Presentation Title

The structure determination of rhamnocrocin, a novel metabolite from Rhamnus crocea, the spiny redberry plant

Faculty Mentor

Jacqueline A. Trischman

Start Date

23-11-2019 9:15 AM

End Date

23-11-2019 9:30 AM

Location

Markstein 205

Session

oral 1

Type of Presentation

Oral Talk

Subject Area

physical_mathematical_sciences

Abstract

The spiny redberry plant (Rhamnus crocea) is where the Hermes Copper butterfly (Lycaena hermes), a local to Southern California and Mexico, lays its eggs. Unfortunately, the butterfly does not lay eggs on all spiny redberry plants in its usual habitat, but rather selectively. It is one of the many species that is considered endangered due to the wildfires that have been occurring in recent years. In conjunction with limiting where they lay eggs, this reduces the population further. To establish a connection between regions of redberry plants where eggs are laid and the chemistry of the plants in that region, 60 small samples from regions where they lay eggs and where they don’t were collected and analyzed using the LC-MS instrument. To help determine which compounds may have been produced at different levels in these two groups, a large amount of spiny redberry leaves from several plants was dried and extracted. An HPLC method was developed to fractionate the samples and to identify compounds from the spiny redberry plant as this species had never been studied for secondary metabolite production. In performing the separations, the major component was seen to be a novel compound that we named rhamnocrocin. The proposed structure includes kaempferol aglycone and three sugar moieties. The structure elucidation of this new compound will be presented and the strategy for the establishment of the stereochemistry of the glycosides will be discussed.

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Nov 23rd, 9:15 AM Nov 23rd, 9:30 AM

The structure determination of rhamnocrocin, a novel metabolite from Rhamnus crocea, the spiny redberry plant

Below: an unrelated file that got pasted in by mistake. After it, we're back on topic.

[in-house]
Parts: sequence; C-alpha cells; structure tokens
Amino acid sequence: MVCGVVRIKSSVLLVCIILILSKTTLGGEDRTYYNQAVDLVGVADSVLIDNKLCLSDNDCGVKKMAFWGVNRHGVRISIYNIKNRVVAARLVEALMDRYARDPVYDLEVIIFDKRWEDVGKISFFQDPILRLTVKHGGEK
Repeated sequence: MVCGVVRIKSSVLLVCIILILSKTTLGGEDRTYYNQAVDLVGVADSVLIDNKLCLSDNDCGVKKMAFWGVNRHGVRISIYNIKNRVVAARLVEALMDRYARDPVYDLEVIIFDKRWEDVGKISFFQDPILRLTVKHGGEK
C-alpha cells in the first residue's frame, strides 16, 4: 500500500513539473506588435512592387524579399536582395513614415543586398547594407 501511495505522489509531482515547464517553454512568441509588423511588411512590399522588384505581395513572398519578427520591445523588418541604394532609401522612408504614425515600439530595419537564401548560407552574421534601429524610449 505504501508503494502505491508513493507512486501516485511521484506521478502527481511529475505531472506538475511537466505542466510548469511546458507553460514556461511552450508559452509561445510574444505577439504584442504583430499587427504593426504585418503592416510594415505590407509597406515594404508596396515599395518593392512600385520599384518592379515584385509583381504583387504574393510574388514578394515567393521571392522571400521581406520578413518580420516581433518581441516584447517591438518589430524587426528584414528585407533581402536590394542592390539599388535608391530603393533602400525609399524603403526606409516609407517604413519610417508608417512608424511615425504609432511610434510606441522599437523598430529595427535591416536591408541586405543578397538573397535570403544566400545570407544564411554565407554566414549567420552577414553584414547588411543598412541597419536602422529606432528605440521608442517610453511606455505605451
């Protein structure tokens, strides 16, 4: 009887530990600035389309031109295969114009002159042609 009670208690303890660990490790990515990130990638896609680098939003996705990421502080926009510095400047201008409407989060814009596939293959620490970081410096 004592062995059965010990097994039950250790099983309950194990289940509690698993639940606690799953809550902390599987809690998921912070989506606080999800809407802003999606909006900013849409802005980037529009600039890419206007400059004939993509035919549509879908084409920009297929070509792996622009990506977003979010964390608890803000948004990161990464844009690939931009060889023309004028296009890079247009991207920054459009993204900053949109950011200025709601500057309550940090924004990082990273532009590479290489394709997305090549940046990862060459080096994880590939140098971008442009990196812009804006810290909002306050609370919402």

Markstein 205

The spiny redberry plant (Rhamnus crocea) is where the Hermes Copper butterfly (Lycaena hermes), a local to Southern California and Mexico, lays its eggs. Unfortunately, the butterfly does not lay eggs on all spiny redberry plants in its usual habitat, but rather selectively. It is one of the many species that is considered endangered due to the wildfires that have been occurring in recent years. In conjunction with limiting where they lay eggs, this reduces the population further. To establish a connection between regions of redberry plants where eggs are laid and the chemistry of the plants in that region, 60 small samples from regions where they lay eggs and where they don’t were collected and analyzed using the LC-MS instrument. To help determine which compounds may have been produced at different levels in these two groups, a large amount of spiny redberry leaves from several plants was dried and extracted. An HPLC method was developed to fractionate the samples and to identify compounds from the spiny redberry plant as this species had never been studied for secondary metabolite production. In performing the separations, the major component was seen to be a novel compound that we named rhamnocrocin. The proposed structure includes kaempferol aglycone and three sugar moieties. The structure elucidation of this new compound will be presented and the strategy for the establishment of the stereochemistry of the glycosides will be discussed.